Our main drawback is that we do not have a common non-political organization based on democratic lines, where we can sit together, discuss our problems, find solutions, and project our demands in an appropriate manner.

Source: Are Kodavas (Coorgs) Hindus? by P.T. Bopanna (2018). For paperback copy of the book on Amazon, please follow the link below:



By P.T. Bopanna

This is the season of the year when Kodavas (Coorgs) in Kodagu district of Karnataka perform the annual ritual of Karanang Kodpo held in memory of ancestors.

A lamp is kept in the nellakki nadu bade (central hall in the ancestral home). The sacred area around the lamp is empty and no idol or photograph adorns the space.

“What this means to me is that for Kodavas, the relationship between ancestors and the living is direct, unmediated by anyone. Our ancestors are as much a part of us as we are part of them”, says Dr Sowmya Dechamma, Fulbright scholar and researcher, specialising in minority and Kodava cultures.

The same goes for the space where meedi (offerings to the ancestors) is kept. Most of the important decisions are solemnised in front of the lamp.

However, in recent years in some ainmanes, framed photos of gods are kept in these sacred spaces. In the olden days, even the hanging lamps were not there in the central hall, and the lamp was placed in a hole made in the wall. And river Kaveri is worshipped as water and not as an image.

Kodavas should ensure the sacred spaces are preserved and avoid hanging photos and calendars in the central hall of the ancestral homes.

Every ancestral home (ainmane) invariably has a kaimada, a small shrine nearby, where prayers to ancestors are offered. The ancestral homes face the East, and Kodavas start their daily chores by opening the main door of the house and saluting the sun in prayer.

Photo courtesy



By Boverianda Nanjamma and Chinnappa*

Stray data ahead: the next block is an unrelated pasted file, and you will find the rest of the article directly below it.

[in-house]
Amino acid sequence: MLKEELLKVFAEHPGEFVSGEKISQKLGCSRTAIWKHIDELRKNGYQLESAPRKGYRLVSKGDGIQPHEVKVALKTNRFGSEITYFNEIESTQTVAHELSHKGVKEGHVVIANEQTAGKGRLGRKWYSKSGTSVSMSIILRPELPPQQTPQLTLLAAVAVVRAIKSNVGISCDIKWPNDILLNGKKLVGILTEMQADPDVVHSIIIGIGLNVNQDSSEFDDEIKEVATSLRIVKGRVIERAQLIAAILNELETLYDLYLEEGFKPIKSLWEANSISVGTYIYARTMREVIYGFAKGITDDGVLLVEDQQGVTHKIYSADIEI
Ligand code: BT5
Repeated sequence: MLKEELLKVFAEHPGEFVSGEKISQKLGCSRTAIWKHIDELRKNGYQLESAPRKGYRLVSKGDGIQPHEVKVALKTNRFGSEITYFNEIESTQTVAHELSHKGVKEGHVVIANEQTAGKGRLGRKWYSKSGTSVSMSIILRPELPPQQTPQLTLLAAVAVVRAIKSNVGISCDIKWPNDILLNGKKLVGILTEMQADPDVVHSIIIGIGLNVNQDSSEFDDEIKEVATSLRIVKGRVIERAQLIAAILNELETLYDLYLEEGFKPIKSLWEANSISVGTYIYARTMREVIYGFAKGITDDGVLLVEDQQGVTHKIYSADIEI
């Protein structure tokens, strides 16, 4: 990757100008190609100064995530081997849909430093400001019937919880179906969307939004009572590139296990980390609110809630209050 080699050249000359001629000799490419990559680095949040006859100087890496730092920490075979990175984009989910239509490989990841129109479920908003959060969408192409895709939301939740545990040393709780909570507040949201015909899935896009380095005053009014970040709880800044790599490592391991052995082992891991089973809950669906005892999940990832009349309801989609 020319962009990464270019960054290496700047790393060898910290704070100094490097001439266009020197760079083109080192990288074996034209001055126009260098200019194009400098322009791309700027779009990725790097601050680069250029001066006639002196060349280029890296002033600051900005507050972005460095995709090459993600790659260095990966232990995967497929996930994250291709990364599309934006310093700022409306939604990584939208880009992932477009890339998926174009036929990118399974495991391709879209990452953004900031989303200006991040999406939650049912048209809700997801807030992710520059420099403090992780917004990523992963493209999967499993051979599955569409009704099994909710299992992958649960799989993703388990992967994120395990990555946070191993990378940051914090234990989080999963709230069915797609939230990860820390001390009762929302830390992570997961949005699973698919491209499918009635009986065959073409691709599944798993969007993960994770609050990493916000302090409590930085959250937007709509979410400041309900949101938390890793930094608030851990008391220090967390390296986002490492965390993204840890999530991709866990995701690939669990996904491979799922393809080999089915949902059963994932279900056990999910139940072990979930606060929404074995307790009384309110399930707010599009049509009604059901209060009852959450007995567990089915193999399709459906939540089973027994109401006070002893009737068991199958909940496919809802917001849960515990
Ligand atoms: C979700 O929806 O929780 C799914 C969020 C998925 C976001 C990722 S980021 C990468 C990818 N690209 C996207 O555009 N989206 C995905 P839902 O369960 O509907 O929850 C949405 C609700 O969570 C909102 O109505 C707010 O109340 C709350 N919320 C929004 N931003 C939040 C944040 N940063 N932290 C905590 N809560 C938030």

The second edition of the Kodava reference book Pattole Palame will be launched on October 1. The second edition has all the songs, ballads, proverbs, stories etc. in Kodava thakk with the corresponding English translation presented side by side. The book will be launched at the Madikeri Press Club at 2 p.m.

It is nearly a century since our grandfather, Nadikerianda Chinnappa, compiled and wrote the Pattole Palame in Kannada, with the songs, stories, proverbs etc., written in the Kodava language (using the Kannada script). It was published in 1924, and has run into seven reprints – the latest being in 2019. The eighth reprint to be published by the Karnataka Kodava Sahitya Academy is due shortly.

It is 17 years since our English translation of the Pattole Palame was published in 2003. This book has gone into three prints, and is now out of print. It is deeply satisfying to know that it was well received and that there is a continuing demand for both the original Pattole Palame and its English translation. That has encouraged us to work on this, the second edition of our translation, in which the English text, for the most part, is the same as in the first edition, with some additional footnotes and a few improvements. The significant difference, which enhances the value of this edition, is the bilingual format adopted in it as described in what follows.

Over the years since its publication, we have gathered more information related to our customs and folklore and better nuanced the translation of some words for which we had not got the exact meanings earlier. The additional information and corrections are based on what we learnt during our many field visits all over Kodagu during 2003 to 2008 when we collected information on ainmanes (ancestral homes) for our book, ‘Ainmanes of Kodagu’ (2014), and later, when we helped authors Boverianda Uthaiah and Thangamma in editing their Kodava language dictionary, ’Kodava Arivole’ (2016). 

Very early on, some readers of our translation of the Pattole Palame had suggested that it would be useful if the next edition could adopt a bilingual format, with the English translation of the songs, stories, proverbs etc. presented alongside the originals in the Kodava language – and that is exactly what this edition does.